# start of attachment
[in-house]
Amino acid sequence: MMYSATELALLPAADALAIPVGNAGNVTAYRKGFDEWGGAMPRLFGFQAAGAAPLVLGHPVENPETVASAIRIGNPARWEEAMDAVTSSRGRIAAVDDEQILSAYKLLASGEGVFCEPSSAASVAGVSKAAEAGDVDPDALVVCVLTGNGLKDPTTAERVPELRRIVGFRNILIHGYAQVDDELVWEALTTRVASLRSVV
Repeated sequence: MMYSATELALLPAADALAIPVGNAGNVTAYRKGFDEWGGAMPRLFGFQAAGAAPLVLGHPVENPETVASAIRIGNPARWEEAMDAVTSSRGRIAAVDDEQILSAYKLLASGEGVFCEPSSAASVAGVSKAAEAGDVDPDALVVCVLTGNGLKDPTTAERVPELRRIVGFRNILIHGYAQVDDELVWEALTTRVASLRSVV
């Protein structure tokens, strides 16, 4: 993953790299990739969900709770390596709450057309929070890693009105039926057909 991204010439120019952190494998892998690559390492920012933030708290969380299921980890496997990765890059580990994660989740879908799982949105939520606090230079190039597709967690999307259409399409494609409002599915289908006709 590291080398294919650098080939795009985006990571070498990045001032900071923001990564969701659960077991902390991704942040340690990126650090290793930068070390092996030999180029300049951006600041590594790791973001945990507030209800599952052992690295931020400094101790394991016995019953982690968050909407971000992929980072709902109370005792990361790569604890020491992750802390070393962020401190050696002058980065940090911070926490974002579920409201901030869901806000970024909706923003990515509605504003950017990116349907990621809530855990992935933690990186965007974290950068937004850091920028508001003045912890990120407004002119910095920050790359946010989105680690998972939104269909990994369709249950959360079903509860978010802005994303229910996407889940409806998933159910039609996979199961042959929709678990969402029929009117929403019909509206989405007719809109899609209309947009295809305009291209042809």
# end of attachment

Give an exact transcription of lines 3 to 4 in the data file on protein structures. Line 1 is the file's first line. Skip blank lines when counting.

Repeated sequence: MMYSATELALLPAADALAIPVGNAGNVTAYRKGFDEWGGAMPRLFGFQAAGAAPLVLGHPVENPETVASAIRIGNPARWEEAMDAVTSSRGRIAAVDDEQILSAYKLLASGEGVFCEPSSAASVAGVSKAAEAGDVDPDALVVCVLTGNGLKDPTTAERVPELRRIVGFRNILIHGYAQVDDELVWEALTTRVASLRSVV
């Protein structure tokens, strides 16, 4: 993953790299990739969900709770390596709450057309929070890693009105039926057909 991204010439120019952190494998892998690559390492920012933030708290969380299921980890496997990765890059580990994660989740879908799982949105939520606090230079190039597709967690999307259409399409494609409002599915289908006709 590291080398294919650098080939795009985006990571070498990045001032900071923001990564969701659960077991902390991704942040340690990126650090290793930068070390092996030999180029300049951006600041590594790791973001945990507030209800599952052992690295931020400094101790394991016995019953982690968050909407971000992929980072709902109370005792990361790569604890020491992750802390070393962020401190050696002058980065940090911070926490974002579920409201901030869901806000970024909706923003990515509605504003950017990116349907990621809530855990992935933690990186965007974290950068937004850091920028508001003045912890990120407004002119910095920050790359946010989105680690998972939104269909990994369709249950959360079903509860978010802005994303229910996407889940409806998933159910039609996979199961042959929709678990969402029929009117929403019909509206989405007719809109899609209309947009295809305009291209042809």